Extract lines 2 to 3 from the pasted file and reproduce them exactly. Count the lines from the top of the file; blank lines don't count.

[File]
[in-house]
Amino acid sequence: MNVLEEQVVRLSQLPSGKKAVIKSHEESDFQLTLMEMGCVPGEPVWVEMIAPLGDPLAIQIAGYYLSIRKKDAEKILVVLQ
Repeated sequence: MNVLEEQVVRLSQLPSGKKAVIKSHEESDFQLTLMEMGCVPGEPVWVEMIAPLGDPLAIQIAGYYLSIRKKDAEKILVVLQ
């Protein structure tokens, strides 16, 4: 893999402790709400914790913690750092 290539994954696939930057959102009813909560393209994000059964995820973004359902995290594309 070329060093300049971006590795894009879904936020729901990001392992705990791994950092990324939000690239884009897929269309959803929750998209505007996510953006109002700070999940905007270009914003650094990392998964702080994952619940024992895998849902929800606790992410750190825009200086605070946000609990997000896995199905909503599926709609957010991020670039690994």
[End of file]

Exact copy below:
Amino acid sequence: MNVLEEQVVRLSQLPSGKKAVIKSHEESDFQLTLMEMGCVPGEPVWVEMIAPLGDPLAIQIAGYYLSIRKKDAEKILVVLQ
Repeated sequence: MNVLEEQVVRLSQLPSGKKAVIKSHEESDFQLTLMEMGCVPGEPVWVEMIAPLGDPLAIQIAGYYLSIRKKDAEKILVVLQ